President Nixon: Mm-hmm, mm-hmm. [Pause] Yeah. Well, let me give some thought to the whole thing. I'm--it's a tough one as you're well aware. It's--we've got some fish to fry on India-Pakistan. We're trying to avoid a war there and the U.N. may have to play some damn role there. The--[chuckles] because we don't want to get involved--

Reagan No.

President Nixon: --you see, in that miserable place. It's a . . . but we will . . . let me give some thought to this whole thing, as you know I have been thinking about it and I've talked this morning with two or three people about it . . . what the legal problems are and so forth.

Reagan Well, I just felt I had to make this suggestion.

President Nixon: I know, I know, I appreciate it.

Reagan Last night and the night after that announcement came on, one commentator called me.

President Nixon: Yeah.

Reagan: He told me that the--and I told him, I said, "Well, I just think it confirms the moral bankruptcy of the organization."

President Nixon: [Laughs.] Good.

Reagan: Of the U.N. And he told me the phone was ringing off the wall. And he said, with people that are just enraged.

President Nixon: Mm-hmm, mm-hmm.

Reagan Now, here's the last of the big four, here's the old boy [Chiang Kai-Shek]--we had a wonderful audience with him while we were there--5

President Nixon: Yeah.

Reagan: [Unclear] hours.

President Nixon: He's a remarkable man.

Reagan Yes, and--

President Nixon: You must have really enjoyed it. He's such an amazing man.

Reagan Yes, he is.

President Nixon: He's darn near--how old is he now? Eighty . . . ?

Reagan He's in his eighties.

President Nixon: I know, but you'd never know it.

Reagan No, no, sharp as a tack.

President Nixon: Mm-hmm.

Reagan: And he--and with the Madam translating--

President Nixon: You're--as you are quite aware, of course, this has nothing to do--this action does not affect at all our defense treaty and all that.

Reagan No, I'm--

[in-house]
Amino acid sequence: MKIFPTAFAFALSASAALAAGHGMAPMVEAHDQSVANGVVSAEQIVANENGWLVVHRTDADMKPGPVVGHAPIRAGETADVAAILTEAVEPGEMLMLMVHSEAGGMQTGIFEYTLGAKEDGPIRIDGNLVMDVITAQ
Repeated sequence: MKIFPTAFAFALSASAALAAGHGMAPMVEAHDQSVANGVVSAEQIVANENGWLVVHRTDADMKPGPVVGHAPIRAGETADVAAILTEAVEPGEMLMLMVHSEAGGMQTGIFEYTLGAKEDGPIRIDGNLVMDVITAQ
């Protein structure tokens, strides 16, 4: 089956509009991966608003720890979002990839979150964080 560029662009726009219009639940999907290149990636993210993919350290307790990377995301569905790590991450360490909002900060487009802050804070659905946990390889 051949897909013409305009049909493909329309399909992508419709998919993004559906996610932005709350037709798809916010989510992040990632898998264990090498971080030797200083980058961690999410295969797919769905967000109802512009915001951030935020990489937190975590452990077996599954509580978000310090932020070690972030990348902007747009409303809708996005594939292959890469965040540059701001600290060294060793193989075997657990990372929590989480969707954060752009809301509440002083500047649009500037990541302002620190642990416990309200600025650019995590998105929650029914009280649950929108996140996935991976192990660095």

President Nixon: I mean, we're--and he knows that. He also knows what we did. As a matter of fact, I made telephone calls to the . . . to four capitals on this thing myself.

Reagan Yeah.

President Nixon: Got two of them, and two to abstain. They should have gotten the other two, but that's about all.

Reagan Well, I was putting in pitches along the way. And last night, I tell you, to watch that thing on television, as I did--

President Nixon: Yeah.

Reagan: --to see those--

Six seconds excised by the National Archives and Records Administration as private information.

President Nixon: Well, and then they--the tail wags the dog there, doesn't it?

Reagan Yeah.

President Nixon: The tail wags the dog.

Reagan: That's right. Please give some thought to this.

President Nixon: Yeah.

Reagan I think it would be very dramatic and I think if the United States just continues business as usual in the U.N. with this, think . . . I just think our people are going to be terribly disappointed and I think here's a chance for Uncle Sam to just slap their wrists. We're there, we can express our views and debates, but it's just not important enough for us to vote on the issues and be bound as--naturally, if we do that then we're not bound by the vote.

President Nixon: Yeah, I get it. Mm-hmm.

Reagan Well, I just--I didn't sleep well last night. I had to--

President Nixon: Yeah, oh, well, I'm telling you--I had a--[laughs] it was a hard night here. We were on the phone right up to the last minute.

Reagan Yeah.

President Nixon: Yeah. Well, let me give some thought to the thing and I'll keep you posted on what our strategy is. You know, we can do some things that are quite effective in many areas here. Incidentally, we're going to remember all of our friends that stood with us on this. Incidentally, among whom were the Japanese.

Reagan Yes. Oh, I know--

President Nixon: They were great. The Japanese were great.

Reagan They were great when I was there. They asked the question in Japan, "What if this went wrong?" and I said, well--that was where I first used the expression--I said, "I would consider it an act of immoral political expediency by the United Nations."

President Nixon: Yeah. "Moral bankruptcy" is a good term.

Reagan: Yeah, yeah.

President Nixon: Yeah. And a hell of a precedent, you know, if you can throw out a nation on a simple majority, next they might throw out Portugal or South Africa.